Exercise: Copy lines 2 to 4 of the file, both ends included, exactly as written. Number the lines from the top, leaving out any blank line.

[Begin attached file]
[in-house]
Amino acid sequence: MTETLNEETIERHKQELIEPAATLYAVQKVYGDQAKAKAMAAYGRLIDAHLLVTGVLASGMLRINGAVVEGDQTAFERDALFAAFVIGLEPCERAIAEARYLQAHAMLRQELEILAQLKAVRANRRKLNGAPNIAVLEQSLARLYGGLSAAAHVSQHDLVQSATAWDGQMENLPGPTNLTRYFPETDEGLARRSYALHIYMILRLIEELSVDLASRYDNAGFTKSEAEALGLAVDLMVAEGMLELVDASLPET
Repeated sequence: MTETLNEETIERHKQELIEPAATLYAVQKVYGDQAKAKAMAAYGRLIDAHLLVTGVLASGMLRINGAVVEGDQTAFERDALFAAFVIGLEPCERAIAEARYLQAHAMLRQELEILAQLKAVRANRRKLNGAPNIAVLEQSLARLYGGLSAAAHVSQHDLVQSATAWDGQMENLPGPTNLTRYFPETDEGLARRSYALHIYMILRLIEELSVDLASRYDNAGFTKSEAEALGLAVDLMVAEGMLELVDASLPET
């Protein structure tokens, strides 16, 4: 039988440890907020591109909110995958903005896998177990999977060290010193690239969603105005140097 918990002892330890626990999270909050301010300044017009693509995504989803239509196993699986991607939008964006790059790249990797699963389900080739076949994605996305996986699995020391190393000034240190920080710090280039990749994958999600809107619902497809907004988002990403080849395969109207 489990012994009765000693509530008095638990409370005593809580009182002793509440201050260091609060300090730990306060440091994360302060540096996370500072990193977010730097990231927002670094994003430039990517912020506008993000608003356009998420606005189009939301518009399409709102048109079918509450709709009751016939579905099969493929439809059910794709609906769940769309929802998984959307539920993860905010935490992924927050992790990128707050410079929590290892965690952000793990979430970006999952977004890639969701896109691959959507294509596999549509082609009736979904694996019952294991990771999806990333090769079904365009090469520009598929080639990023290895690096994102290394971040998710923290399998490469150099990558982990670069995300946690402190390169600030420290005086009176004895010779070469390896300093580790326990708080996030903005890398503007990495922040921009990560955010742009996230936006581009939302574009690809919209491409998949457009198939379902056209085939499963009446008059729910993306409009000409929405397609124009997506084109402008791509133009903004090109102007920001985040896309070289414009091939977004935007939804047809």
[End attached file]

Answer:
Amino acid sequence: MTETLNEETIERHKQELIEPAATLYAVQKVYGDQAKAKAMAAYGRLIDAHLLVTGVLASGMLRINGAVVEGDQTAFERDALFAAFVIGLEPCERAIAEARYLQAHAMLRQELEILAQLKAVRANRRKLNGAPNIAVLEQSLARLYGGLSAAAHVSQHDLVQSATAWDGQMENLPGPTNLTRYFPETDEGLARRSYALHIYMILRLIEELSVDLASRYDNAGFTKSEAEALGLAVDLMVAEGMLELVDASLPET
Repeated sequence: MTETLNEETIERHKQELIEPAATLYAVQKVYGDQAKAKAMAAYGRLIDAHLLVTGVLASGMLRINGAVVEGDQTAFERDALFAAFVIGLEPCERAIAEARYLQAHAMLRQELEILAQLKAVRANRRKLNGAPNIAVLEQSLARLYGGLSAAAHVSQHDLVQSATAWDGQMENLPGPTNLTRYFPETDEGLARRSYALHIYMILRLIEELSVDLASRYDNAGFTKSEAEALGLAVDLMVAEGMLELVDASLPET
């Protein structure tokens, strides 16, 4: 039988440890907020591109909110995958903005896998177990999977060290010193690239969603105005140097 918990002892330890626990999270909050301010300044017009693509995504989803239509196993699986991607939008964006790059790249990797699963389900080739076949994605996305996986699995020391190393000034240190920080710090280039990749994958999600809107619902497809907004988002990403080849395969109207 489990012994009765000693509530008095638990409370005593809580009182002793509440201050260091609060300090730990306060440091994360302060540096996370500072990193977010730097990231927002670094994003430039990517912020506008993000608003356009998420606005189009939301518009399409709102048109079918509450709709009751016939579905099969493929439809059910794709609906769940769309929802998984959307539920993860905010935490992924927050992790990128707050410079929590290892965690952000793990979430970006999952977004890639969701896109691959959507294509596999549509082609009736979904694996019952294991990771999806990333090769079904365009090469520009598929080639990023290895690096994102290394971040998710923290399998490469150099990558982990670069995300946690402190390169600030420290005086009176004895010779070469390896300093580790326990708080996030903005890398503007990495922040921009990560955010742009996230936006581009939302574009690809919209491409998949457009198939379902056209085939499963009446008059729910993306409009000409929405397609124009997506084109402008791509133009903004090109102007920001985040896309070289414009091939977004935007939804047809």